Natural childbirth and the pain cave

I love to listen to the Not Your Average Runner podcast on my early morning training runs. Yesterday, I listened to Episode 68: Ultrarunning and Beating Type Two Diabetes with Betsy Hartley.

This episode was AMAZING. They all are, really, and I encourage anyone who is preparing to have a natural childbirth to listen to this podcast. There are so many similarities between training for a longer race and preparing to give birth.

The woman interviewed in this episode, Betsy, reversed her type two diabetes with running! I appreciated what she had to say about ultrarunning (which is way more than a marathon, y’all), and especially about what she had to do to prepare to run 100 miles. I loved what she shared about ultrarunning:

“So, that’s honestly why I love ultrarunning is because so much of it is mental. Like, honestly, there’s going to be people listening shaking their heads, but almost anybody can run an ultra. They say that you run like, the first third of an ultra on your legs, the second third of an ultra is with your brain, like how smart, strategic are you being, but the third third is with your heart, which is kind of your head telling you whether you want to do it, whether you’re capable of doing it. And that appeals to me so deeply, but yeah, our thoughts can really help us or derail us, and I’m a prime walking daily example of that.”

I loved how she broke it down into thirds because it reminded me of how labor is divided into thirds. I’d like to think that we can manage labor with the same three strategies. It’s tremendously helpful to prepare our bodies and minds for labor. At some point, though, we may need to move out of our minds and into our hearts. I’m definitely looking forward to adding this to my toolbelt for my half-marathon next month.

I enjoyed the story Betsy shared about her experience participating in a half Ironman in Mexico. She shared:

“So, I just finished this half Ironman down in Mexico and the whole back of the pack, we were all supporting each other. Like, 32 languages. I didn’t even know what language was being spoken half the time, but it’s unmistakable encouragement. Like, we’re all in the pain cave, we’re all hot and sweaty, and we’re all just trying to get to the finish line.”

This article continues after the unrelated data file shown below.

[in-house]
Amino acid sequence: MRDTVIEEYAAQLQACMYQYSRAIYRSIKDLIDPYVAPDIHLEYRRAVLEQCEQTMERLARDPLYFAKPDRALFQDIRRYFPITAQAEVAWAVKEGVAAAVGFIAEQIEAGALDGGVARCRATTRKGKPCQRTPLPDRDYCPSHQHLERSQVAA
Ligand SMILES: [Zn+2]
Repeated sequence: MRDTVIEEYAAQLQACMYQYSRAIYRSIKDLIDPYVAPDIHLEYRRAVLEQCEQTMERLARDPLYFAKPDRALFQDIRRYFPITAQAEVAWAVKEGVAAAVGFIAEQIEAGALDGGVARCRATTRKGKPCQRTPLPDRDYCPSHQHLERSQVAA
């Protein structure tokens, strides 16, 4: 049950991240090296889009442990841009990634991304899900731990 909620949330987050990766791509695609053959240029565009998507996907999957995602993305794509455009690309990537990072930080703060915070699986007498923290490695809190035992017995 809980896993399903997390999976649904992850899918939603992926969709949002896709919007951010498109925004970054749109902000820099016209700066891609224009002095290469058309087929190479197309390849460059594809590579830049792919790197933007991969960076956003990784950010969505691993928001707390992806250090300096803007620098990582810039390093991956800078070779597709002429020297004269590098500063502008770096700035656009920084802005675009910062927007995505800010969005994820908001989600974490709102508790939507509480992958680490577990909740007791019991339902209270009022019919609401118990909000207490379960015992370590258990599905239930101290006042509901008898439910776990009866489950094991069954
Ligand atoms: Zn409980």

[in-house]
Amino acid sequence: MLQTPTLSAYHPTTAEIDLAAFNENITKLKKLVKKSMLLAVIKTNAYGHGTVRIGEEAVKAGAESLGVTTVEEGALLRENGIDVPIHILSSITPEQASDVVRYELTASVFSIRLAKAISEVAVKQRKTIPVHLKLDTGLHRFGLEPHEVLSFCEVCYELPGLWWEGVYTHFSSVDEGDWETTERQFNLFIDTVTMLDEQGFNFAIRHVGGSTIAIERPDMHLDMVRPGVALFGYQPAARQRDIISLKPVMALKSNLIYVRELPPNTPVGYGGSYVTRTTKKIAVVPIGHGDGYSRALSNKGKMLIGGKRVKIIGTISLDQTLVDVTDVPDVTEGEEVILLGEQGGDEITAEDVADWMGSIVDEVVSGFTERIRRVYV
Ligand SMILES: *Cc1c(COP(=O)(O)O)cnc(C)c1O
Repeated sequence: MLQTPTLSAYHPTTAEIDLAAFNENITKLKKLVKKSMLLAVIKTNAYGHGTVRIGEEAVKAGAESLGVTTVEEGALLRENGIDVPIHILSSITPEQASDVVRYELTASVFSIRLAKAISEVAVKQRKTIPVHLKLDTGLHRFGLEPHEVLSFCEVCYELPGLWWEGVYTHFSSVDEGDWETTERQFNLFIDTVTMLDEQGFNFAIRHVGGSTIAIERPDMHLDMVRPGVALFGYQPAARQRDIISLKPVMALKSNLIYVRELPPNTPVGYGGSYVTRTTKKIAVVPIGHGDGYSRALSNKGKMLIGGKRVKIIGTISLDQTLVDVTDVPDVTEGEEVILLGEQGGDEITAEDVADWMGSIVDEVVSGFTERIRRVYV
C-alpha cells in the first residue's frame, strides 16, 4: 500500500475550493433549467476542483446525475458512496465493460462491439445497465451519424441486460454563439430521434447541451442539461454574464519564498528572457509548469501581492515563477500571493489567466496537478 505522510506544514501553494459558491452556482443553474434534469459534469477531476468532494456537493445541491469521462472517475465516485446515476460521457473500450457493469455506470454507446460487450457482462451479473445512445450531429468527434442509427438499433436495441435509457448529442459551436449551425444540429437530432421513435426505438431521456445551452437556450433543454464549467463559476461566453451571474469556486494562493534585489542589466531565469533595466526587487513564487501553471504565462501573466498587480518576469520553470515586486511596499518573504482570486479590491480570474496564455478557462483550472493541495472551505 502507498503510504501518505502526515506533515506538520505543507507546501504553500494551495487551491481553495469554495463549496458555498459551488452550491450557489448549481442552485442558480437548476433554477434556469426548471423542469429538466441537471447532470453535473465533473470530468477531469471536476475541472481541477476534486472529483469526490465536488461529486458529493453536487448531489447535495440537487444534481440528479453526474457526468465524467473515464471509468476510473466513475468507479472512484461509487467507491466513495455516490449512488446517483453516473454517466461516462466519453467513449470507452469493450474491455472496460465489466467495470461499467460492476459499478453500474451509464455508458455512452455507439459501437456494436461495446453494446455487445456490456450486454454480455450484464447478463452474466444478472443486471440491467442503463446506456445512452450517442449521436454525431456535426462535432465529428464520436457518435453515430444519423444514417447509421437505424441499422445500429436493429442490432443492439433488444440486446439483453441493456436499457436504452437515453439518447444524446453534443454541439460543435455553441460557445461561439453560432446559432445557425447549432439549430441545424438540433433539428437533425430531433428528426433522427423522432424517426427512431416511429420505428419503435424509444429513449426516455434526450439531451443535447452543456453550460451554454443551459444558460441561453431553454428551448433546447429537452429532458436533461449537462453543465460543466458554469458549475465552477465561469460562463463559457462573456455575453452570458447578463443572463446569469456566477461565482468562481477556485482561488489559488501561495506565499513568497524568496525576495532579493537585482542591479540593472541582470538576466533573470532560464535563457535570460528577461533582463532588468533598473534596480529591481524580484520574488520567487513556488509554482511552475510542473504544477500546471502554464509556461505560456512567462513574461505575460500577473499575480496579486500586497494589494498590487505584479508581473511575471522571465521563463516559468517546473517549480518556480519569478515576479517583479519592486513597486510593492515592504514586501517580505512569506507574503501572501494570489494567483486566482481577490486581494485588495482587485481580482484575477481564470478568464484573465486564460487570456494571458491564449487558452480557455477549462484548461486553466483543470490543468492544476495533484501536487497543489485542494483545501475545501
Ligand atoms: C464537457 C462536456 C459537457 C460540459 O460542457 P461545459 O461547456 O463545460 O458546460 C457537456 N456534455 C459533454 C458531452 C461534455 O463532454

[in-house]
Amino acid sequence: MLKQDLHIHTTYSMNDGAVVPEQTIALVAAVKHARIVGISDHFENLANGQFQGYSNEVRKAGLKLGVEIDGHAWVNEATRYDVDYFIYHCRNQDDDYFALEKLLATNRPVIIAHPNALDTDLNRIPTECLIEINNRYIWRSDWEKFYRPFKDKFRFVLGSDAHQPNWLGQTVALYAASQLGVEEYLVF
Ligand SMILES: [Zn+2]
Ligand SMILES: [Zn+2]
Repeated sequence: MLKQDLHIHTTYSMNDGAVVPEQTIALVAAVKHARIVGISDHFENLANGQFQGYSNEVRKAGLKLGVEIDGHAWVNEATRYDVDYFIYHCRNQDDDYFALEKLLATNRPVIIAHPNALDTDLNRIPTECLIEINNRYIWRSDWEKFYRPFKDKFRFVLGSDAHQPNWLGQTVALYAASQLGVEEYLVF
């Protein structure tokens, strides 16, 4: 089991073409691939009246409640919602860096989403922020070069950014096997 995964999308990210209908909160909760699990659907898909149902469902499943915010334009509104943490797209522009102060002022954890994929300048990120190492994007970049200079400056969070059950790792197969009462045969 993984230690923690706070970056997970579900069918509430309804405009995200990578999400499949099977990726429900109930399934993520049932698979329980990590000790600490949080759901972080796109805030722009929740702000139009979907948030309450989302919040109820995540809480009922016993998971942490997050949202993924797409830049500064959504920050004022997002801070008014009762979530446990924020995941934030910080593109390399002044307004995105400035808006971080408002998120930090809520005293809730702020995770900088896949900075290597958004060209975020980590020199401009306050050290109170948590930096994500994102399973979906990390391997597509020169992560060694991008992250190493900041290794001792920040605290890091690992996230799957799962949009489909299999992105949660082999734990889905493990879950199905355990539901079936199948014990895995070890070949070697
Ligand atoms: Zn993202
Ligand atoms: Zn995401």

The idea of a pain cave really struck me and later she explained more about what it is:

“I mean, you go into a pain cave and your brain is trying to get you to stop. And the training is all about making sure your body knows to go forward and to try to figure out how to get your brain to get the hell out of your head. To back off. But I mean, I literally remember saying, “‘Brain, shut up. You’re not in charge. You don’t get a say in this. You’re just along for the ride,”‘ and I said that probably 100 times. Just keep going, keep going. But you go into some pretty dark spots on those ultras.”

I’d never heard the term “pain cave” until yesterday, but it really captures the idea of transition very well. At some point, our brains want us to stop this whole labor thing. We are tired of the relentless sensations, the exhaustion, and everything having to do with being in labor. Most people get to a point where they feel like they can’t go on anymore. This may be a good strategy for overcoming transition, to remind yourself that you are in a “pain cave.” Your brain wants you to stop. Your brain is getting in the way. Tell your brain to shut up and get out of your amazing, powerful body’s way. Say it 100 times if necessary, but just keep going. If you expect that your brain may try to convince you to quit this whole natural childbirth thing, you can come up with some strategies for how to deal with it when it happens.

Another reason why this idea of a “pain cave” appealed to me was because it reminded me of the visualization my brain created during my first natural childbirth. I imagined that my uterus was a cave beside an ocean, and as the waves rolled in and out of that cave, they brought my baby out just a little bit more. My births have had such an energy about them, that sometimes it felt as if I was holding onto a freight train or being tossed around in stormy seas.

I invite you to check out this podcast, even if you are not a runner. The mental strategies shared in this podcast are so helpful for preparing for a natural childbirth.

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